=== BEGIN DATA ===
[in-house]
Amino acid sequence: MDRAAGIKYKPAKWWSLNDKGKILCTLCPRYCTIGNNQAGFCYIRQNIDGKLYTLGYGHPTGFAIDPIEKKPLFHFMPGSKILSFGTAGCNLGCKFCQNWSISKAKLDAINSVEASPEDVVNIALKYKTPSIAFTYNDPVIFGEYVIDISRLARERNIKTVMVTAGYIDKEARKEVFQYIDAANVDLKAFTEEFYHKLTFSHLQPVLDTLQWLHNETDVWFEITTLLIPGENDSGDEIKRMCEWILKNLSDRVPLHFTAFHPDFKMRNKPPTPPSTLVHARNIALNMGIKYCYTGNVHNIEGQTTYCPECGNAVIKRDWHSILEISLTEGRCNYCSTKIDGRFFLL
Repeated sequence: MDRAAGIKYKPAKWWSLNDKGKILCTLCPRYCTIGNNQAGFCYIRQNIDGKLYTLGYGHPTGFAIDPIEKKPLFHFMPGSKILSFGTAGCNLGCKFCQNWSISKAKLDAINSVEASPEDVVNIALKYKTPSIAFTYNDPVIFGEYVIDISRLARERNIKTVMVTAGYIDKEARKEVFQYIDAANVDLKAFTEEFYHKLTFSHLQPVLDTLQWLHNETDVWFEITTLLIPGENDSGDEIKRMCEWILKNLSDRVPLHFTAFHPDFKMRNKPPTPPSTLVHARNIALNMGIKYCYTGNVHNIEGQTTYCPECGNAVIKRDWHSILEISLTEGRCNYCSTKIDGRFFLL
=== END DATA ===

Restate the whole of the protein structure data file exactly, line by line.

[in-house]
Amino acid sequence: MDRAAGIKYKPAKWWSLNDKGKILCTLCPRYCTIGNNQAGFCYIRQNIDGKLYTLGYGHPTGFAIDPIEKKPLFHFMPGSKILSFGTAGCNLGCKFCQNWSISKAKLDAINSVEASPEDVVNIALKYKTPSIAFTYNDPVIFGEYVIDISRLARERNIKTVMVTAGYIDKEARKEVFQYIDAANVDLKAFTEEFYHKLTFSHLQPVLDTLQWLHNETDVWFEITTLLIPGENDSGDEIKRMCEWILKNLSDRVPLHFTAFHPDFKMRNKPPTPPSTLVHARNIALNMGIKYCYTGNVHNIEGQTTYCPECGNAVIKRDWHSILEISLTEGRCNYCSTKIDGRFFLL
Repeated sequence: MDRAAGIKYKPAKWWSLNDKGKILCTLCPRYCTIGNNQAGFCYIRQNIDGKLYTLGYGHPTGFAIDPIEKKPLFHFMPGSKILSFGTAGCNLGCKFCQNWSISKAKLDAINSVEASPEDVVNIALKYKTPSIAFTYNDPVIFGEYVIDISRLARERNIKTVMVTAGYIDKEARKEVFQYIDAANVDLKAFTEEFYHKLTFSHLQPVLDTLQWLHNETDVWFEITTLLIPGENDSGDEIKRMCEWILKNLSDRVPLHFTAFHPDFKMRNKPPTPPSTLVHARNIALNMGIKYCYTGNVHNIEGQTTYCPECGNAVIKRDWHSILEISLTEGRCNYCSTKIDGRFFLL